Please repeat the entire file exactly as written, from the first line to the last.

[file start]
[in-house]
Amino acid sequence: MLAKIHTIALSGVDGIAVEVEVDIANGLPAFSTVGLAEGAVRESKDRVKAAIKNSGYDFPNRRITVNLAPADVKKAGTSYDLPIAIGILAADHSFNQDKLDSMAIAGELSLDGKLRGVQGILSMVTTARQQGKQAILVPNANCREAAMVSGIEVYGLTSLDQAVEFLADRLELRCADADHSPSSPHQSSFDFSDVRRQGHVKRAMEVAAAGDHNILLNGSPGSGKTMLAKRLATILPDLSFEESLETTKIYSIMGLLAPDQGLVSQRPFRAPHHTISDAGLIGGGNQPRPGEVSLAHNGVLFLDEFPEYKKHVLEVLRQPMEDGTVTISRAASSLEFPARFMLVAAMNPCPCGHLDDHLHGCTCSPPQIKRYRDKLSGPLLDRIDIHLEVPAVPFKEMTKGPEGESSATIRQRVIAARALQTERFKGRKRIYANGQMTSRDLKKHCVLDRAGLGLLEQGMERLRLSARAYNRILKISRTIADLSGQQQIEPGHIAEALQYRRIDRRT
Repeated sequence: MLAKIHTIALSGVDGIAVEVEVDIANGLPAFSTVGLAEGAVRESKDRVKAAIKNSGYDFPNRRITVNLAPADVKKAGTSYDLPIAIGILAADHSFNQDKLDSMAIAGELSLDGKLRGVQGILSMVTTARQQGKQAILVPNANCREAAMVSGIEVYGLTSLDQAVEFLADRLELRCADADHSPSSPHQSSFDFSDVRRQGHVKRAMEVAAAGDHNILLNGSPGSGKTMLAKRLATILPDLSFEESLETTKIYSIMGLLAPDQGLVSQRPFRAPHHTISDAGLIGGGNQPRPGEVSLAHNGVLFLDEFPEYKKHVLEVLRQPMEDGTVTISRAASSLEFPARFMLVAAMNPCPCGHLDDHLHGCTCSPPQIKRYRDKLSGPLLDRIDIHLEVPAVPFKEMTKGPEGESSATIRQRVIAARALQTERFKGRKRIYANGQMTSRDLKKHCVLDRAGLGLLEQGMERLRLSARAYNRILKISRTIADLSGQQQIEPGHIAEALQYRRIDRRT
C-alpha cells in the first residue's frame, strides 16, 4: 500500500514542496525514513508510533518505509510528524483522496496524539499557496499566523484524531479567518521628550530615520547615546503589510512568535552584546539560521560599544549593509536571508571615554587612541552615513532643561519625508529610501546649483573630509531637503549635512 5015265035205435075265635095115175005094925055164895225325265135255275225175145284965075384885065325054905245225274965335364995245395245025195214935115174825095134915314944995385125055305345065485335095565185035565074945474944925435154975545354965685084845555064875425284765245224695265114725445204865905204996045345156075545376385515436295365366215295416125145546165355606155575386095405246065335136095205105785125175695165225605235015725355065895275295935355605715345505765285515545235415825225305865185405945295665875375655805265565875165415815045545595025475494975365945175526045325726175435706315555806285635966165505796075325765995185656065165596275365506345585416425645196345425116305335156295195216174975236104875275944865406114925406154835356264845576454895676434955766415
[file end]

[in-house]
Amino acid sequence: MLAKIHTIALSGVDGIAVEVEVDIANGLPAFSTVGLAEGAVRESKDRVKAAIKNSGYDFPNRRITVNLAPADVKKAGTSYDLPIAIGILAADHSFNQDKLDSMAIAGELSLDGKLRGVQGILSMVTTARQQGKQAILVPNANCREAAMVSGIEVYGLTSLDQAVEFLADRLELRCADADHSPSSPHQSSFDFSDVRRQGHVKRAMEVAAAGDHNILLNGSPGSGKTMLAKRLATILPDLSFEESLETTKIYSIMGLLAPDQGLVSQRPFRAPHHTISDAGLIGGGNQPRPGEVSLAHNGVLFLDEFPEYKKHVLEVLRQPMEDGTVTISRAASSLEFPARFMLVAAMNPCPCGHLDDHLHGCTCSPPQIKRYRDKLSGPLLDRIDIHLEVPAVPFKEMTKGPEGESSATIRQRVIAARALQTERFKGRKRIYANGQMTSRDLKKHCVLDRAGLGLLEQGMERLRLSARAYNRILKISRTIADLSGQQQIEPGHIAEALQYRRIDRRT
Repeated sequence: MLAKIHTIALSGVDGIAVEVEVDIANGLPAFSTVGLAEGAVRESKDRVKAAIKNSGYDFPNRRITVNLAPADVKKAGTSYDLPIAIGILAADHSFNQDKLDSMAIAGELSLDGKLRGVQGILSMVTTARQQGKQAILVPNANCREAAMVSGIEVYGLTSLDQAVEFLADRLELRCADADHSPSSPHQSSFDFSDVRRQGHVKRAMEVAAAGDHNILLNGSPGSGKTMLAKRLATILPDLSFEESLETTKIYSIMGLLAPDQGLVSQRPFRAPHHTISDAGLIGGGNQPRPGEVSLAHNGVLFLDEFPEYKKHVLEVLRQPMEDGTVTISRAASSLEFPARFMLVAAMNPCPCGHLDDHLHGCTCSPPQIKRYRDKLSGPLLDRIDIHLEVPAVPFKEMTKGPEGESSATIRQRVIAARALQTERFKGRKRIYANGQMTSRDLKKHCVLDRAGLGLLEQGMERLRLSARAYNRILKISRTIADLSGQQQIEPGHIAEALQYRRIDRRT
C-alpha cells in the first residue's frame, strides 16, 4: 500500500514542496525514513508510533518505509510528524483522496496524539499557496499566523484524531479567518521628550530615520547615546503589510512568535552584546539560521560599544549593509536571508571615554587612541552615513532643561519625508529610501546649483573630509531637503549635512 5015265035205435075265635095115175005094925055164895225325265135255275225175145284965075384885065325054905245225274965335364995245395245025195214935115174825095134915314944995385125055305345065485335095565185035565074945474944925435154975545354965685084845555064875425284765245224695265114725445204865905204996045345156075545376385515436295365366215295416125145546165355606155575386095405246065335136095205105785125175695165225605235015725355065895275295935355605715345505765285515545235415825225305865185405945295665875375655805265565875165415815045545595025475494975365945175526045325726175435706315555806285635966165505796075325765995185656065165596275365506345585416425645196345425116305335156295195216174975236104875275944865406114925406154835356264845576454895676434955766415